Last week the Federal Open Market Committee (FOMC) decided to raise the target range for the federal funds rate to 4.25% – 4.5%, which was a 50-bps increase. After several 75-bps bumps, the Fed has decided to slow the pace as the market begins to register the hefty changes received throughout the year. The chart below is from the Summary of Economic Projections, which is an aggregation of the projections provided by the participants in the FOMC meeting. The projection for each statistic is followed by the projections made in September of this year.
In 2023, the federal funds rate is expected to continue climbing alongside substantial decreases in inflation. If we compare the current projections to the ones made in September, we can see that the monetary policy changes have had a slower effect than previously thought. Inflation has been stickier, and as a result, the expected inflation rate and appropriate federal funds rate has been adjusted upwards for the coming years. Additionally, GDP growth has been adjusted downwards and the unemployment rate has been adjusted upwards. This reflects the more restrictive policy that will be necessary to bring down inflation. During the December meeting, Chairman Powell was clear that the Fed would not ease up until inflation is on a sustained downward trend and that they do not want to prematurely loosen policy.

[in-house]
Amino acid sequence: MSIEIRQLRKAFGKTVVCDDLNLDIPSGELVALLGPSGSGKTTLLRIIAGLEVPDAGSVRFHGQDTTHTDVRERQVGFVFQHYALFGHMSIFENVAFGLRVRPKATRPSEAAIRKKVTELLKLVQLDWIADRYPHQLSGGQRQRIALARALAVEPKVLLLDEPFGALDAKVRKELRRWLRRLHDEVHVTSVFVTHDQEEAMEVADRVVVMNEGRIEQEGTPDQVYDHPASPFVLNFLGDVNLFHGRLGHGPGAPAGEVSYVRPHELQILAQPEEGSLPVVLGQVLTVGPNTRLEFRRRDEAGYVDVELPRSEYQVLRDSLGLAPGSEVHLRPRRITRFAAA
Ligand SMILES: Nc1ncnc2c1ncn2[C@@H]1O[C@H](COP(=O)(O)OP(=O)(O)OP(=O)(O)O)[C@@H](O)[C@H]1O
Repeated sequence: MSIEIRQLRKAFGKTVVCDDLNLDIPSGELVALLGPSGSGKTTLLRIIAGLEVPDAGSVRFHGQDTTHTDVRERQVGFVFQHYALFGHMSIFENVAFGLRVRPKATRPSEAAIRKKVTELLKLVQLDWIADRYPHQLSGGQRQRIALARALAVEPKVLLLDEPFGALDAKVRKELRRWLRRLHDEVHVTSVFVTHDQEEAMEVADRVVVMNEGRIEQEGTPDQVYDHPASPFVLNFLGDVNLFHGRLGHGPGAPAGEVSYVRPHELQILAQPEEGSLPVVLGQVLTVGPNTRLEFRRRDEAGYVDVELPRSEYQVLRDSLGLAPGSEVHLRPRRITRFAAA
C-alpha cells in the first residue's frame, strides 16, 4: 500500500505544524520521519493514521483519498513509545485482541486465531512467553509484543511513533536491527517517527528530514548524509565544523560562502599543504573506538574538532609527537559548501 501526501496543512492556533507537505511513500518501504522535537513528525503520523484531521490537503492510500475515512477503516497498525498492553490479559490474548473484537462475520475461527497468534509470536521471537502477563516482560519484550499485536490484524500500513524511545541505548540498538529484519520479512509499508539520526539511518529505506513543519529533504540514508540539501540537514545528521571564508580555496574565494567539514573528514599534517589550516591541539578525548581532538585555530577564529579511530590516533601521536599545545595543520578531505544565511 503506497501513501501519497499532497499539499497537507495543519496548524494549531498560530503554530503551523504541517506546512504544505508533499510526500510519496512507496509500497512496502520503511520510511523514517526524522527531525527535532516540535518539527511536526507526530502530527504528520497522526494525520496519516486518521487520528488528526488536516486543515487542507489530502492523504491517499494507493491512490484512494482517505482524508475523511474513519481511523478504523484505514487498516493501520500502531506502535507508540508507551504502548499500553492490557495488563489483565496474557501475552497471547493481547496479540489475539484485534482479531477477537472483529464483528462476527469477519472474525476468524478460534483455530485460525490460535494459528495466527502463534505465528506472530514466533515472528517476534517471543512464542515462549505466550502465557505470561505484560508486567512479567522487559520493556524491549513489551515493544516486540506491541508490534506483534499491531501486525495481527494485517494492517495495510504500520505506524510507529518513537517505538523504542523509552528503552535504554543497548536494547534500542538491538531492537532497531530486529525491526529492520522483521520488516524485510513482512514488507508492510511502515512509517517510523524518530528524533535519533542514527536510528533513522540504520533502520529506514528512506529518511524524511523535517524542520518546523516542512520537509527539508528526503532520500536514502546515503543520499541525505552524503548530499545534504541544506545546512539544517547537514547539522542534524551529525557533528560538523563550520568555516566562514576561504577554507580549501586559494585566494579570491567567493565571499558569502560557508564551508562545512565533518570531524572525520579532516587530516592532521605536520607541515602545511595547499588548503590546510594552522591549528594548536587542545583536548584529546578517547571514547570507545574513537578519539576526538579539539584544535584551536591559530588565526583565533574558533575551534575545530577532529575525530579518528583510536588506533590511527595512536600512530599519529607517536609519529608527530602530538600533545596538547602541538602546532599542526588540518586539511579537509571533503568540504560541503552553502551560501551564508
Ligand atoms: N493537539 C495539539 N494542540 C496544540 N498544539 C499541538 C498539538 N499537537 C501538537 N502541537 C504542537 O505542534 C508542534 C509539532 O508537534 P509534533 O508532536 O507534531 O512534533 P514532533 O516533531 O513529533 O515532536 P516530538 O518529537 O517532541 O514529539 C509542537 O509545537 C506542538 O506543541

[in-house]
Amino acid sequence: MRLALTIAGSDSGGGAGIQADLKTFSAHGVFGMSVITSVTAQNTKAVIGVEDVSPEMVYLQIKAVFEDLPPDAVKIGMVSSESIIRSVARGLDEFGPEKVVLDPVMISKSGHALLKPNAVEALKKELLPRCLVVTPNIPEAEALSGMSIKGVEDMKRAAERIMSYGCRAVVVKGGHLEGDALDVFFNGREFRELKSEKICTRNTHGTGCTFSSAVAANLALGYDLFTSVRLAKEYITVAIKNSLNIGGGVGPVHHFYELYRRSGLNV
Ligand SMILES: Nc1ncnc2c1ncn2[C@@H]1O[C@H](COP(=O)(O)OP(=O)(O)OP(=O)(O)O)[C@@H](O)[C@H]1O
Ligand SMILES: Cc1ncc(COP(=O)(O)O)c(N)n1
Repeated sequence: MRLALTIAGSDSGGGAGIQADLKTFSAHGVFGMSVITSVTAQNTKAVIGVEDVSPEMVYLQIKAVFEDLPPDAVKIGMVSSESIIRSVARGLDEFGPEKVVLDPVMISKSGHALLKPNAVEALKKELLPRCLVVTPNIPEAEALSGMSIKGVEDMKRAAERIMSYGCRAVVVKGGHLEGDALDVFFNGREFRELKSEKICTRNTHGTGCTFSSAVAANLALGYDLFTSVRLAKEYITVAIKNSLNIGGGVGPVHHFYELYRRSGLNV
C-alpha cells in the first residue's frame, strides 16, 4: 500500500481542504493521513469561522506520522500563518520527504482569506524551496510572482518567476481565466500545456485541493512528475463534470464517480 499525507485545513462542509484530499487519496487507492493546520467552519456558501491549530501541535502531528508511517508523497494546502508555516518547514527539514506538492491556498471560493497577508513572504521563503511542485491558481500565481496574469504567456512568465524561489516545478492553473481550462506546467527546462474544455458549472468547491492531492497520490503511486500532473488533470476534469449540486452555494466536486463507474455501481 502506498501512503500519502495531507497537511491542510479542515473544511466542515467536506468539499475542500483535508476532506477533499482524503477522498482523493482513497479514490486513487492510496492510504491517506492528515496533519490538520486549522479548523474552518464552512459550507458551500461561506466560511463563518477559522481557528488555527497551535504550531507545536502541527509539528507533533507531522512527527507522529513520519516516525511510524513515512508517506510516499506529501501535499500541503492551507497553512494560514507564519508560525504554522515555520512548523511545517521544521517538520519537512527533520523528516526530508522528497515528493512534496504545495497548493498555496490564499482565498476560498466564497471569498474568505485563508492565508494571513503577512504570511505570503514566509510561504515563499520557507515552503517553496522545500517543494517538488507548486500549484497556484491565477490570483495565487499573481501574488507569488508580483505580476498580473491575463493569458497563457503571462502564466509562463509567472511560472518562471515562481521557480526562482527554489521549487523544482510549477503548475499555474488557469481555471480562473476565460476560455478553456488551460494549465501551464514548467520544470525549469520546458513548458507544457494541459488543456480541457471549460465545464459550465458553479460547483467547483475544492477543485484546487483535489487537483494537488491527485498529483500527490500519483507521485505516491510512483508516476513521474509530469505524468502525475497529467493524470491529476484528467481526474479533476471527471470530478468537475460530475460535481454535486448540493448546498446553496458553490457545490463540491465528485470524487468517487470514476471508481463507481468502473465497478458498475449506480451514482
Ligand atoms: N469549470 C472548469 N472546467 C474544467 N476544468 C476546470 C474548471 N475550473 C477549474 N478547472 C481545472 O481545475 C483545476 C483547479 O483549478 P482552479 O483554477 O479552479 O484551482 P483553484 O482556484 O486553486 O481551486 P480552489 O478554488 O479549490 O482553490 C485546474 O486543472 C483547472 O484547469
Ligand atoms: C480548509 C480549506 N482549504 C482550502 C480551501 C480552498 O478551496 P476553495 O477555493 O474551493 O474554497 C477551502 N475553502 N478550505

It is evident that the cost of capital won’t be coming down in the next year, but the bulk of the rate hikes could be behind us. The estimate for the federal funds rate one year from now is only 70-bps higher than the current rate, indicating the Fed does not expect to need the large hikes they used this year. While no one expects 2023 to be painless, MOB fundamentals have not wavered, and Revista will continue to watch and see if the sector will prove itself yet again as one of the most stable and resilient asset classes.